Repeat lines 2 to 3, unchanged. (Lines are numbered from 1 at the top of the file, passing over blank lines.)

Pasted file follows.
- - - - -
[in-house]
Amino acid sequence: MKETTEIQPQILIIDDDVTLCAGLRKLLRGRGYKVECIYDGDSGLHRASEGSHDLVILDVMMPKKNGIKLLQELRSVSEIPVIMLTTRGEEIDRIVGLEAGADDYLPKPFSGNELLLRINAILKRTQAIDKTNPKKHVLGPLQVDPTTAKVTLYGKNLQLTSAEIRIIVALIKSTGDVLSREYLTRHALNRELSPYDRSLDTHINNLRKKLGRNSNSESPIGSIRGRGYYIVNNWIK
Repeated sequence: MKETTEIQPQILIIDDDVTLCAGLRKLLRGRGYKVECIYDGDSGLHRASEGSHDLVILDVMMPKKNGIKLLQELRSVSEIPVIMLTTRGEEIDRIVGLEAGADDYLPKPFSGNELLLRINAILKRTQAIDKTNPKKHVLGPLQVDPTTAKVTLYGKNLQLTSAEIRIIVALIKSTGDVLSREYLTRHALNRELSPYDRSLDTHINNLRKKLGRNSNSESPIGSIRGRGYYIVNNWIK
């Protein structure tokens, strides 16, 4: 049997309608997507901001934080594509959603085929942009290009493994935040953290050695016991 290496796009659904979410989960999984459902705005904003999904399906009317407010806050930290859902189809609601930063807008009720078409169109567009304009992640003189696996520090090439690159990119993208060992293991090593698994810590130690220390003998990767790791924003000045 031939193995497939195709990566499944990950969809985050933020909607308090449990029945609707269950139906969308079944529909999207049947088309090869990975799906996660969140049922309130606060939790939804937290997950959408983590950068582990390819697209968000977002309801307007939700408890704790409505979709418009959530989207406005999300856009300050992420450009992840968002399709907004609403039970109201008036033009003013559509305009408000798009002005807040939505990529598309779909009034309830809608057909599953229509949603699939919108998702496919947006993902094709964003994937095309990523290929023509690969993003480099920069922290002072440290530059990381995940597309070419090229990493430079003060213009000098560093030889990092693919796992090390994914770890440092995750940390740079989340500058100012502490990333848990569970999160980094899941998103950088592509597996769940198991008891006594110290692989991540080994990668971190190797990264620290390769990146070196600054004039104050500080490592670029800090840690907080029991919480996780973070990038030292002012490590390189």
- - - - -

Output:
Amino acid sequence: MKETTEIQPQILIIDDDVTLCAGLRKLLRGRGYKVECIYDGDSGLHRASEGSHDLVILDVMMPKKNGIKLLQELRSVSEIPVIMLTTRGEEIDRIVGLEAGADDYLPKPFSGNELLLRINAILKRTQAIDKTNPKKHVLGPLQVDPTTAKVTLYGKNLQLTSAEIRIIVALIKSTGDVLSREYLTRHALNRELSPYDRSLDTHINNLRKKLGRNSNSESPIGSIRGRGYYIVNNWIK
Repeated sequence: MKETTEIQPQILIIDDDVTLCAGLRKLLRGRGYKVECIYDGDSGLHRASEGSHDLVILDVMMPKKNGIKLLQELRSVSEIPVIMLTTRGEEIDRIVGLEAGADDYLPKPFSGNELLLRINAILKRTQAIDKTNPKKHVLGPLQVDPTTAKVTLYGKNLQLTSAEIRIIVALIKSTGDVLSREYLTRHALNRELSPYDRSLDTHINNLRKKLGRNSNSESPIGSIRGRGYYIVNNWIK